This was the challenge that Guinness steam ships, cargo full of stout, faced every day crossing the Irish Sea from Dublin to their destination, Liverpool, in the northwest of the United Kingdom. The trip was about 135 miles and took most of a day, depending on the weather.

The W.M. Barkley was the pride of the Guinness fleet. Guinness bought it from Belfast shipbuilder John Kelly & Sons in 1913, just a year before the war erupted. Then, because of the conflict, the ship was requisitioned by the British Admiralty for the war effort. (Ireland was still part of the U.K. at this time, so it was a legal act of government.) By 1917, the ship was deemed unsuitable for its wartime mission and returned to Guinness for commercial use.

On Oct. 12, 1917, the Barkley set off from Dublin on its fateful trip to Liverpool, with its cargo of stout and a crew of 13. Nearly three hours into its journey, disaster struck: A torpedo from the German UC-75 submarine hit the ship and split it in two.

The crew, shocked and jolted, went scurrying for a lifeboat. As the story goes, the ship's cook, Thomas McGlue, had been making a cup of tea when the impact of the torpedo tossed the hot water, scalding his arm. By the time he got to the lifeboat, the sun had set and the ship was sinking.

"The Barkley was doing her best to go down, but the [beer] barrels were fighting their way up through the hatches, and that kept us afloat a bit longer," McGlue told the Guinness HARP magazine in 1964. "In fact, it's the reason any of us got out of there."

The floating barrels of stout in the cargo hold made it possible for eight of the 13 souls aboard to escape into the night on a lifeboat.

Now — away from the sinking ship — the surviving crew was questioned by the captain of the German submarine about the sunken boat's identity. The German captain checked the Barkley off his "hit list" and bid the sunken ship's crew good night, pointing them in the general direction of the Irish coast.

After rowing a while, they set down the life boat's anchor and shouted all night for rescue. Around five o'clock the next morning, they were rescued by a passing ship and ferried back to Dublin.

Torpedo attacks in the Irish Sea were so frequent at the time, that when the crew went to report their ordeal to government officials at the Customs House, they waited three hours to be interviewed. Eventually, they gave up waiting and went to the Guinness brewery instead.

There, the superintendent gave them a swig of brandy — even Guinness employees recognize that some situations merit stronger stuff — and sent them home.

The remains of the W.M. Barkley now rest on the sea floor about 16 miles east of Dublin Port, at a depth of about 180 feet. Broken in two, they show little evidence of the deadly drama that unfolded on that October night in 1917.

The stout barrels held in its cargo washed up on local shores for weeks after the ship sank. Those barrels were the unexpected heroes in a drama that genuinely allowed the survivors to state, with a straight face, that, yes, Guinness had actually saved their lives.

This story first appeared in Cognoscenti, member station WBUR's ideas and opinion page.
A native of Ireland, Peter Moloney teaches globalization at Boston College.



I loved Ireland and all things Irish, and so, to see some great Irish inspired Jewelry, Please visit Handmade Jewelry Haven!
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Thursday, February 1, 2018

The Dark Origins Of Valentine's Day

So many of us celebrate Valentines day, however, so few of us take the time to research it. 
Well....when you blog...you research.
I came across this article, which had a slightly different twist on the origins of this celebrated world wide holiday, which I just felt had to be shared.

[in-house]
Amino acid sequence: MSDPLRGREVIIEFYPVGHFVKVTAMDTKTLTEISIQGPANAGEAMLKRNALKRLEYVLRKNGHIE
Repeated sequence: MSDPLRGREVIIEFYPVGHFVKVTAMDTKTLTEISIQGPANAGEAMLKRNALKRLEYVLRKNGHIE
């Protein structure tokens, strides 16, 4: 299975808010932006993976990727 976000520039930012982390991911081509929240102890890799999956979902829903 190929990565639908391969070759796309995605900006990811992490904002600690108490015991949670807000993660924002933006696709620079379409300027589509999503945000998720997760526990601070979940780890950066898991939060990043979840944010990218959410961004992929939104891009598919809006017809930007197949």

So without further preamble....here we go......


The Dark Origins Of Valentine's Day By Arnie Seipel

Valentine's Day is a time to celebrate romance and love and kissy-face fealty. But the origins of this festival of candy and cupids are actually dark, bloody — and a bit muddled.

Though no one has pinpointed the exact origin of the holiday, one good place to start is ancient Rome, where men hit on women by, well, hitting them.

Those Wild And Crazy Romans

From Feb. 13 to 15, the Romans celebrated the feast of Lupercalia. The men sacrificed a goat and a dog, then whipped women with the hides of the animals they had just slain.

The Roman romantics "were drunk. They were naked," says Noel Lenski, a historian at the University of Colorado at Boulder. Young women would actually line up for the men to hit them, Lenski says. They believed this would make them fertile.

The brutal fete included a matchmaking lottery, in which young men drew the names of women from a jar. The couple would then be, um, coupled up for the duration of the festival — or longer, if the match was right.

The ancient Romans may also be responsible for the name of our modern day of love. Emperor Claudius II executed two men — both named Valentine — on Feb. 14 of different years in the 3rd century A.D. Their martyrdom was honored by the Catholic Church with the celebration of St. Valentine's Day.

Later, Pope Gelasius I muddled things in the 5th century by combining St. Valentine's Day with Lupercalia to expel the pagan rituals. But the festival was more of a theatrical interpretation of what it had once been. Lenski adds, "It was a little more of a drunken revel, but the Christians put clothes back on it. That didn't stop it from being a day of fertility and love."

Around the same time, the Normans celebrated Galatin's Day. Galatin meant "lover of
women." That was likely confused with St. Valentine's Day at some point, in part because they sound alike.

William Shakespeare helped romanticize Valentine's Day in his work, and it gained popularity throughout Britain and the rest of Europe.

As the years went on, the holiday grew sweeter. Chaucer and Shakespeare romanticized it in their work, and it gained popularity throughout Britain and the rest of Europe. Handmade paper cards became the tokens-du-jour in the Middle Ages.